CDC: Hospital-Associated VTE is a Major Problem

the MPR take:

A grand rounds report published in the CDC's Morbidity and Mortality Weekly Report examined initiatives to prevent hospital-associated venous thromboembolism (HA-VTE) within these medical settings. Because of the significant number of individuals affected by VTE each year (350,000–900,000), the authors define this as a public health problem and a preventable patient safety problem. Prevention of VTE can be complicated because physicians must balance the risk for thrombosis with the risk for bleeding from anticoagulants by considering each patient's risk for VTE and bleeding relative to the risks and benefits of prophylaxis. Both pharmacologic and mechanical prophylaxis can be used to prevent VTE. Pharmacologic approaches, such as unfractionated and low molecular weight heparin and other anticoagulants, reduce the potential of blood to clot. Mechanical approaches such as intermittent pneumatic compression devices and graduated compression stockings can reduce blood clot formation by increasing blood flow.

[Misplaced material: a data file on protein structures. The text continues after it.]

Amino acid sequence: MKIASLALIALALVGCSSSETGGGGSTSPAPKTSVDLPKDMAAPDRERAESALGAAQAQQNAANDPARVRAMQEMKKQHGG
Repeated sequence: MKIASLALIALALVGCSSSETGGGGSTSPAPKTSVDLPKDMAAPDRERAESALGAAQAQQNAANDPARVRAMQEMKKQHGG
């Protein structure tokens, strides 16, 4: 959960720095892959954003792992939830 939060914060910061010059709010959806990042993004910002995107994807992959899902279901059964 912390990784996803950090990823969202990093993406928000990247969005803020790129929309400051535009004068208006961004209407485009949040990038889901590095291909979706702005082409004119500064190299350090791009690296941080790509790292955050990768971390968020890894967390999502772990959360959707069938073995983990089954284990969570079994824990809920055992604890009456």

CDC: Hospital-Associated VTE is a Major Problem
CDC: Hospital-Associated VTE is a Major Problem
The disease process that includes DVT and/or pulmonary embolism is called venous thromboembolism (VTE). Hospitalization is an important risk factor in the latter two mechanisms; injury and surgery are causes of vascular injury, and prolonged bed rest can cause stasis. Approximately half of new ...

READ FULL ARTICLE From www.cdc.gov

Loading links....